While past performance does not guarantee future results in the financial markets, when hiring knowledge workers, this same heuristic does not apply. A knowledge worker’s past performance indicates the recurring professional behaviors that enable him or her to succeed in future work. In their book, First Break All the Rules, Marcus Buckingham and Curt Coffman point out that these recurring professional behaviors are talents. By asking open ended questions as well as analyzing these recurring professional behaviors in the candidates they interview, organization’s can significantly boost the effectiveness of their hiring practices.
There are three reasons for the improved effectiveness. First, with a focus on talents comes the advantages of a strengths-based hiring approach. As Tom Rath, Author of StrengthsFinder 2.0, points out in his book, “People who do have the opportunity to focus on their strengths every day are six times as likely to be engaged in their jobs and more than three times as likely to report having and excellent quality life in general”. The second benefit of this hiring approach is the belief that, when it comes to people, past performance may be the most accurate indicator of future performance. Finally, the understanding of talents, emerging from the hiring process, will help guide the self-organization phase for effective team growth after the candidate comes on board.
Sabermetrics & Internships
The sports and software industry provide two fascinating examples of organizations who found a way to build winning teams by selecting the right talent. I’m talking about the Oakland Athletics of Major League Baseball and FogCreek Software founded by Joel Spolsky.
In his book MoneyBall: The Art of Winning an Unfair Game, Michael Lewis takes a fascinating look at the subjective and often flawed conventional wisdom guiding Major League Baseball’s insiders for over a century. The book focuses on the Oakland Athletics baseball team, and the method in which its front office, headed by its General Manager Billy Beane, took advantage of more empirical gauges of player performance. His system relied on the principles of sabermetrics in order to build a team, which in 2002, finished tied with the New York Yankees for most wins despite having one of the lowest payrolls in Major League Baseball.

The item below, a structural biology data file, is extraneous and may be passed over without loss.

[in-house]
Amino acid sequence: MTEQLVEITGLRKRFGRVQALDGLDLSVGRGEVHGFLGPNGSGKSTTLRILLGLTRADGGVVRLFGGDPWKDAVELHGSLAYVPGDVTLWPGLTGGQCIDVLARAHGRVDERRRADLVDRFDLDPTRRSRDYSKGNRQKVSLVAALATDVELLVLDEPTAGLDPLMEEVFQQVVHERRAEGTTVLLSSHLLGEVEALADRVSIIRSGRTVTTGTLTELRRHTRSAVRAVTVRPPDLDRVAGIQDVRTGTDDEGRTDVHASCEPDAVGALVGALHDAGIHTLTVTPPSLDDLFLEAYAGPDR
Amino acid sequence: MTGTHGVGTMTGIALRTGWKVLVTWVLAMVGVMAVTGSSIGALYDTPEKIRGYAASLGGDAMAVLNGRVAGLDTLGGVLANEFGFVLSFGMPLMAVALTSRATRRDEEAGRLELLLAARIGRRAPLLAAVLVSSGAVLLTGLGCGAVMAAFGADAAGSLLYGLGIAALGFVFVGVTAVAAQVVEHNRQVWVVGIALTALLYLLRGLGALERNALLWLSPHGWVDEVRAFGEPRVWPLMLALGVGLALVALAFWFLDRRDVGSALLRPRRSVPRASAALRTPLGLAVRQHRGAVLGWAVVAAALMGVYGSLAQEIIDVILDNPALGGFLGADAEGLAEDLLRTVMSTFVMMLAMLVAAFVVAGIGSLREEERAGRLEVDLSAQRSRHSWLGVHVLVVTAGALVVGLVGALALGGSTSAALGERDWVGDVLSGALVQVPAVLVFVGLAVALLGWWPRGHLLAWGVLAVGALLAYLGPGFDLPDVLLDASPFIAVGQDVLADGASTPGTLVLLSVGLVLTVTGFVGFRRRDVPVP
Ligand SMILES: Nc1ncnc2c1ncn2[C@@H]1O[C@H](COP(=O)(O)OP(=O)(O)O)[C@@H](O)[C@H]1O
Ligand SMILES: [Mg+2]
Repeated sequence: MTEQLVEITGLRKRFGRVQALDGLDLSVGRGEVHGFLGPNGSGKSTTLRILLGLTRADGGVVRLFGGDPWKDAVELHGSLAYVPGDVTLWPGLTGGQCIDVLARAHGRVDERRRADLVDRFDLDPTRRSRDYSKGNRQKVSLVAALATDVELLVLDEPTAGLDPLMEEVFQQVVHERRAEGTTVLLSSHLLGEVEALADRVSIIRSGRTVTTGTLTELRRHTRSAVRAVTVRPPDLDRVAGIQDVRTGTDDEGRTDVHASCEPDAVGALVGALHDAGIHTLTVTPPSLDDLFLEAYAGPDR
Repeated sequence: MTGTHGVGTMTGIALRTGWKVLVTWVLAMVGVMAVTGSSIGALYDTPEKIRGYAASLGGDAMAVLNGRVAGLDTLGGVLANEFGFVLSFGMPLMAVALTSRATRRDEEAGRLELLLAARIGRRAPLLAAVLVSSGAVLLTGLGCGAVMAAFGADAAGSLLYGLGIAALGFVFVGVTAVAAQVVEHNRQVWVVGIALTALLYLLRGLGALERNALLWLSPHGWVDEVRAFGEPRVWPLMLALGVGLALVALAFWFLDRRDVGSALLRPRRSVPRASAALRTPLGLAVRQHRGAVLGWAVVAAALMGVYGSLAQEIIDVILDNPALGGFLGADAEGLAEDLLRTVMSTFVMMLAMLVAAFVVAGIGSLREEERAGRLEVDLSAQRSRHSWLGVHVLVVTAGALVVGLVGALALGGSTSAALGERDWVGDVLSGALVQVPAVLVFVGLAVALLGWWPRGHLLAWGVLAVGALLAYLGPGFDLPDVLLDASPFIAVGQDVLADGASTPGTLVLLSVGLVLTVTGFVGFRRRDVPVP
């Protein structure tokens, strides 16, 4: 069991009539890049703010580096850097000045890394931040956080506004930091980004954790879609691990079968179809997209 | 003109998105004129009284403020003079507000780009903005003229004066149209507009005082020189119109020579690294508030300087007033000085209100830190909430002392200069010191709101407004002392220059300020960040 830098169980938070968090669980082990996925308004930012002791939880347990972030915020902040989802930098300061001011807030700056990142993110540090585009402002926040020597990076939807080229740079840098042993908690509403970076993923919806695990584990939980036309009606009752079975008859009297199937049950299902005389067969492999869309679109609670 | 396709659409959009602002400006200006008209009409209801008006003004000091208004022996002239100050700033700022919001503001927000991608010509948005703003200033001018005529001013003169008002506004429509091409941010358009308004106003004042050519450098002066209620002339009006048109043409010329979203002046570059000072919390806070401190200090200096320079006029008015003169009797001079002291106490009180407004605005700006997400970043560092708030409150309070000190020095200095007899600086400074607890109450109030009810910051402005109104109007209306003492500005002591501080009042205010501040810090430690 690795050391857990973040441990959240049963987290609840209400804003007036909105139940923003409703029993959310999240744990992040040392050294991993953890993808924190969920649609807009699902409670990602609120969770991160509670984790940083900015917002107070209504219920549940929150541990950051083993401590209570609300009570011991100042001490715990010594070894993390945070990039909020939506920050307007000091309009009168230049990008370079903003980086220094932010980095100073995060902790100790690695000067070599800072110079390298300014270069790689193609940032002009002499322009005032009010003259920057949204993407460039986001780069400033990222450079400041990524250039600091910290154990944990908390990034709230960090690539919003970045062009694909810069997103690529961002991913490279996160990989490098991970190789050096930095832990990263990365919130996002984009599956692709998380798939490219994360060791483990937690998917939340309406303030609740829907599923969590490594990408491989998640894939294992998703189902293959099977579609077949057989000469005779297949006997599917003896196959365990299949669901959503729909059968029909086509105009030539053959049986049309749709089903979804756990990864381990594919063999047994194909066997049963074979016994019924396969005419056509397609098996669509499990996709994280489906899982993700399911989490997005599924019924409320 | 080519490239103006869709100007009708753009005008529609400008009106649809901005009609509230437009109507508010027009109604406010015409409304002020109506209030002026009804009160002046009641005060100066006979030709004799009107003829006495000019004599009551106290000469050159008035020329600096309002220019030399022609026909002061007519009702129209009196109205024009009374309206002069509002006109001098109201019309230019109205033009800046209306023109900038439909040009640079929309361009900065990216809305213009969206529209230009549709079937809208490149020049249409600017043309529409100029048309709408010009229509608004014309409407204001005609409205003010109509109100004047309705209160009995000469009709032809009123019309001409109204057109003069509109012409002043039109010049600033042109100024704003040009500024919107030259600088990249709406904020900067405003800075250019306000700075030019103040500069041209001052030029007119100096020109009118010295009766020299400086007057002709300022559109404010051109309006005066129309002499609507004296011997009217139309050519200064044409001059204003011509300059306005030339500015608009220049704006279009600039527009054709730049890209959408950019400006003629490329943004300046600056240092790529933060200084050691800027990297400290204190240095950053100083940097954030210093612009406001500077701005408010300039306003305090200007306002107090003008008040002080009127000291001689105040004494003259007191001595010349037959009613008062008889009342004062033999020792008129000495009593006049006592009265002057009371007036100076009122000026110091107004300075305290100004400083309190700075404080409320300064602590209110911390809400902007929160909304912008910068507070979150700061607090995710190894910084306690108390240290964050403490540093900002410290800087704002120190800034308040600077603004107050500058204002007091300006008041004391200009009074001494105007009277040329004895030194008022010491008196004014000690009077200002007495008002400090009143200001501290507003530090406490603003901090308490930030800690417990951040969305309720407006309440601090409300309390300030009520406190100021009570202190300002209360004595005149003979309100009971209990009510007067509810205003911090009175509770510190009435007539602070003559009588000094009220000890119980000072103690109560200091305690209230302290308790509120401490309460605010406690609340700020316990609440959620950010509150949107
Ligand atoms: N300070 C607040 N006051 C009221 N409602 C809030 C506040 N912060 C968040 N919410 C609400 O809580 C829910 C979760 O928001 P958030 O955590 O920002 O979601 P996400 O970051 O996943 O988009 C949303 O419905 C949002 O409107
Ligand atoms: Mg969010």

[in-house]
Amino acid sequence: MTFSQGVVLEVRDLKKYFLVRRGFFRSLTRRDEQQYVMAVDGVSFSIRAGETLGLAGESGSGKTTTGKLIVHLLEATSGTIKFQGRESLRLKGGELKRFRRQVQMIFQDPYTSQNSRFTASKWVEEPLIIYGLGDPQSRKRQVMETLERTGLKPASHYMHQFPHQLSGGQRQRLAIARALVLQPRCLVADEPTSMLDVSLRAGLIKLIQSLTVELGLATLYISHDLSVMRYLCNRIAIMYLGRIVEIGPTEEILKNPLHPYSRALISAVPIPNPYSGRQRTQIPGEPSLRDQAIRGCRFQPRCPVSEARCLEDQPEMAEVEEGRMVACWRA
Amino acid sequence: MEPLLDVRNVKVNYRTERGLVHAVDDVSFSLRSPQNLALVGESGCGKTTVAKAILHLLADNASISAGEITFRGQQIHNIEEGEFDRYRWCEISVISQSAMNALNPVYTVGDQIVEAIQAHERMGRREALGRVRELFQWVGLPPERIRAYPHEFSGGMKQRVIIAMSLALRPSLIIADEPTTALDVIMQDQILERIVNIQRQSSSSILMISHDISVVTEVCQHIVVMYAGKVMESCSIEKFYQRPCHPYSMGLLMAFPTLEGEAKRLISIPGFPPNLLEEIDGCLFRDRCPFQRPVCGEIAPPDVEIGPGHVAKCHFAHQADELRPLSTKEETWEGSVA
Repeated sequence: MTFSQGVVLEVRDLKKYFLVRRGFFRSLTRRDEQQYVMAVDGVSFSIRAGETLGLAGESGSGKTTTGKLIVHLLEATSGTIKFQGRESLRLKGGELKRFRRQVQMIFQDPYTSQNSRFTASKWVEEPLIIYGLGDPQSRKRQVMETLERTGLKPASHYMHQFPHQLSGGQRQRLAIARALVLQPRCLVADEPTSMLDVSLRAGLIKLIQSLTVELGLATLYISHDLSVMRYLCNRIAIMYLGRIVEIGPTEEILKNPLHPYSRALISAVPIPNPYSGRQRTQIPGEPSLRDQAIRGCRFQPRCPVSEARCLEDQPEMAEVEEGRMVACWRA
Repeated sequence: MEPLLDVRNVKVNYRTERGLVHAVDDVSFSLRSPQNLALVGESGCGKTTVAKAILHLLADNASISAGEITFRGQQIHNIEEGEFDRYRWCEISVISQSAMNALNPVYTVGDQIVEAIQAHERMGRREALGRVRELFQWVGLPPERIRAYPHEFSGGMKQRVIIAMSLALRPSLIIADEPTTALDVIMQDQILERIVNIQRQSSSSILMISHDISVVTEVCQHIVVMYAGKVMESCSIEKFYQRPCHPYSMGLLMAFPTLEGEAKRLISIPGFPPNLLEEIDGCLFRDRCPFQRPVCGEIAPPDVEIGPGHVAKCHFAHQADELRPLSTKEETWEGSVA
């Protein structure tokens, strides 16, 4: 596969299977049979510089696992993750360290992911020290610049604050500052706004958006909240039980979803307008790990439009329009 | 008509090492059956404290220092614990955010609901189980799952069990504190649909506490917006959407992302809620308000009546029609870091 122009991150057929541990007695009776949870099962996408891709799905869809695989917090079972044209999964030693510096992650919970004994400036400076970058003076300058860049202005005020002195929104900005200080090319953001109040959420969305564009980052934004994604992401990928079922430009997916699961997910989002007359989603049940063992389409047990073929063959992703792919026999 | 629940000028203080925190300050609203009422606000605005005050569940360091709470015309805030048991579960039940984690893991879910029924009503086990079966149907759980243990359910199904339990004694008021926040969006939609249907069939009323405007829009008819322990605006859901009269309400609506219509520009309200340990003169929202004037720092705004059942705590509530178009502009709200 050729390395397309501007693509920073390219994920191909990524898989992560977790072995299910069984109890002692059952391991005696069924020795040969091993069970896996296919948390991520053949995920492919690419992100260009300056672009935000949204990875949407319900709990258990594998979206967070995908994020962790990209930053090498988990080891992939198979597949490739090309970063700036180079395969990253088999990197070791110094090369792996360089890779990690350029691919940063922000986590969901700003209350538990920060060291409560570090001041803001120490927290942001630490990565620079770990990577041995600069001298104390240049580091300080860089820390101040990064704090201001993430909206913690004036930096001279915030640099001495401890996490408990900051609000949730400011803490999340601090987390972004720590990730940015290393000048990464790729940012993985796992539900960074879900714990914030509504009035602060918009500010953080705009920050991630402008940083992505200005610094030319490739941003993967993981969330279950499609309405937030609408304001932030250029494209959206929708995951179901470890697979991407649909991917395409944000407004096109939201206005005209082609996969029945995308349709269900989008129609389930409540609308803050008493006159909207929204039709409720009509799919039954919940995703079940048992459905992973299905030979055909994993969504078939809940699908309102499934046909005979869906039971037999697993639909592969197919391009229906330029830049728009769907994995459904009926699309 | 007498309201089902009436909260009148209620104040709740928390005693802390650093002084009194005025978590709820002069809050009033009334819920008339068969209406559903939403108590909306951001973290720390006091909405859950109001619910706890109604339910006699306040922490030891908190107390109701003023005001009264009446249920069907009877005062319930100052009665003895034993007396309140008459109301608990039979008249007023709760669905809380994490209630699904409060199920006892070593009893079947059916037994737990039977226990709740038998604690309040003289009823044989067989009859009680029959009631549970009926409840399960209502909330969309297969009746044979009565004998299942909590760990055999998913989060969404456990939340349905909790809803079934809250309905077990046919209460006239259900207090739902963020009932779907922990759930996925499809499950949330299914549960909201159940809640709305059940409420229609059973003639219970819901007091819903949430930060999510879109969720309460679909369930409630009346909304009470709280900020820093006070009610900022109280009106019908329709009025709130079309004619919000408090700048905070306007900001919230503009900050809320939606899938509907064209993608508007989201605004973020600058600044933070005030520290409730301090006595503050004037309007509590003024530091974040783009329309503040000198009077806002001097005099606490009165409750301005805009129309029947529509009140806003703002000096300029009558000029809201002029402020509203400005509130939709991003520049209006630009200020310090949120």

Similarly, Joel Spolsky knew exactly the kind of programming talent he needed to thrive as the small software startup, FogCreek Software, in New York City. Needing the ‘top 1%’ of programming talent was not enough however. He needed a way to identify and recruit this talent before his competition had a chance to. And so he devised his lavish system of internships. Through this system, he has been able to stay true to his vision of “helping the world’s best developers make better software”.
Two organizations, two completely different hiring strategies, but both first determined exactly the type of talent they needed to succeed, then found a way to hire it.
Throughout this series I will apply many of the concepts and ideas presented in Tom Rath’s StrengthsFinder 2.0. In particular the language for talent devised by strengths psychologist Don Clifton, which consists of 34 talent themes, and the strengths equation:
Strengths = Talent * Investment
where investment is simply the time spent developing and growing skills and knowledge. This equation is essential in the larger context of high-performance knowledge worker teams. In such teams, selecting the right people is the first and most important factor behind a management strategy that aims at high-performance, and when coupled with the right team building approach, can propel any group towards something greater.
The Programmer Example
Consider the following example. By now it should be common knowledge that the best programmers in the world have a superior attention to detail. Yet this is just one of the innate talents they possess. Rob Walling presents a broader set of traits found in great software developers, including the tendency for them to be pessimistic, angered by sloppy code, long term life planners, as well as possessing elevated attention to detail. Mapping these traits to the talent language proposed by Don Clifton results in the following themes: